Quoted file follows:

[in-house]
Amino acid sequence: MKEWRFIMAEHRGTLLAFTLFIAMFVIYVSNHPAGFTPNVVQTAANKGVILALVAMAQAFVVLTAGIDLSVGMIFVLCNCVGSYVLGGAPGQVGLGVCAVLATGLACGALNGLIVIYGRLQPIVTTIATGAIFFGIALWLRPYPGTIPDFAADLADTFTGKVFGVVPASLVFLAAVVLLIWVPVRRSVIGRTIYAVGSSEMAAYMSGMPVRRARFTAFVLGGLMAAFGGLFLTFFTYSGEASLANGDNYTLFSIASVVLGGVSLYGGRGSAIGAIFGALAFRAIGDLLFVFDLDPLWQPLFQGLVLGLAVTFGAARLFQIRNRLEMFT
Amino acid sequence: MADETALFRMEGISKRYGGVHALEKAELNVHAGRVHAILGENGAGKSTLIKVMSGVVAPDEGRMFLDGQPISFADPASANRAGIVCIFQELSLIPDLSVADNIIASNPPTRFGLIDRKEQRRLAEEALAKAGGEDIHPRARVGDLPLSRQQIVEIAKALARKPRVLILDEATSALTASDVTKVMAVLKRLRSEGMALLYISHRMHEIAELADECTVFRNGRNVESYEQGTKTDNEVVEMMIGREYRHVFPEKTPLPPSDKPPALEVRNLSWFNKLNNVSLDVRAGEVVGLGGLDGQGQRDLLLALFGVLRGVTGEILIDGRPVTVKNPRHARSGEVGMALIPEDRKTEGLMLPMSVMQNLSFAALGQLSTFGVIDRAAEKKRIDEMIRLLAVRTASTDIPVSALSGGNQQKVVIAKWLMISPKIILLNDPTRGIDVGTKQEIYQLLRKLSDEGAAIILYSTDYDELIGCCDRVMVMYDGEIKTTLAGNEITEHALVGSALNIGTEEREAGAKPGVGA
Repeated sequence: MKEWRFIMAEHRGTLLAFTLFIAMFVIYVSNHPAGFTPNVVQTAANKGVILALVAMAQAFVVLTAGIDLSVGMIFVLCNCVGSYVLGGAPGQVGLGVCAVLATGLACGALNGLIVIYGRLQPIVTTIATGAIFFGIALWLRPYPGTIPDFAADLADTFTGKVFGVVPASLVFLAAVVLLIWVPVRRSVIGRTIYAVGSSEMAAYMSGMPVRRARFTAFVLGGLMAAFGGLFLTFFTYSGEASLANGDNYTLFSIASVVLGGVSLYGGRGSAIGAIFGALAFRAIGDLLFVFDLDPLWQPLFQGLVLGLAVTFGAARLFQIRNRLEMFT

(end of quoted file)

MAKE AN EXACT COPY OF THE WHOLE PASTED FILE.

[in-house]
Amino acid sequence: MKEWRFIMAEHRGTLLAFTLFIAMFVIYVSNHPAGFTPNVVQTAANKGVILALVAMAQAFVVLTAGIDLSVGMIFVLCNCVGSYVLGGAPGQVGLGVCAVLATGLACGALNGLIVIYGRLQPIVTTIATGAIFFGIALWLRPYPGTIPDFAADLADTFTGKVFGVVPASLVFLAAVVLLIWVPVRRSVIGRTIYAVGSSEMAAYMSGMPVRRARFTAFVLGGLMAAFGGLFLTFFTYSGEASLANGDNYTLFSIASVVLGGVSLYGGRGSAIGAIFGALAFRAIGDLLFVFDLDPLWQPLFQGLVLGLAVTFGAARLFQIRNRLEMFT
Amino acid sequence: MADETALFRMEGISKRYGGVHALEKAELNVHAGRVHAILGENGAGKSTLIKVMSGVVAPDEGRMFLDGQPISFADPASANRAGIVCIFQELSLIPDLSVADNIIASNPPTRFGLIDRKEQRRLAEEALAKAGGEDIHPRARVGDLPLSRQQIVEIAKALARKPRVLILDEATSALTASDVTKVMAVLKRLRSEGMALLYISHRMHEIAELADECTVFRNGRNVESYEQGTKTDNEVVEMMIGREYRHVFPEKTPLPPSDKPPALEVRNLSWFNKLNNVSLDVRAGEVVGLGGLDGQGQRDLLLALFGVLRGVTGEILIDGRPVTVKNPRHARSGEVGMALIPEDRKTEGLMLPMSVMQNLSFAALGQLSTFGVIDRAAEKKRIDEMIRLLAVRTASTDIPVSALSGGNQQKVVIAKWLMISPKIILLNDPTRGIDVGTKQEIYQLLRKLSDEGAAIILYSTDYDELIGCCDRVMVMYDGEIKTTLAGNEITEHALVGSALNIGTEEREAGAKPGVGA
Repeated sequence: MKEWRFIMAEHRGTLLAFTLFIAMFVIYVSNHPAGFTPNVVQTAANKGVILALVAMAQAFVVLTAGIDLSVGMIFVLCNCVGSYVLGGAPGQVGLGVCAVLATGLACGALNGLIVIYGRLQPIVTTIATGAIFFGIALWLRPYPGTIPDFAADLADTFTGKVFGVVPASLVFLAAVVLLIWVPVRRSVIGRTIYAVGSSEMAAYMSGMPVRRARFTAFVLGGLMAAFGGLFLTFFTYSGEASLANGDNYTLFSIASVVLGGVSLYGGRGSAIGAIFGALAFRAIGDLLFVFDLDPLWQPLFQGLVLGLAVTFGAARLFQIRNRLEMFT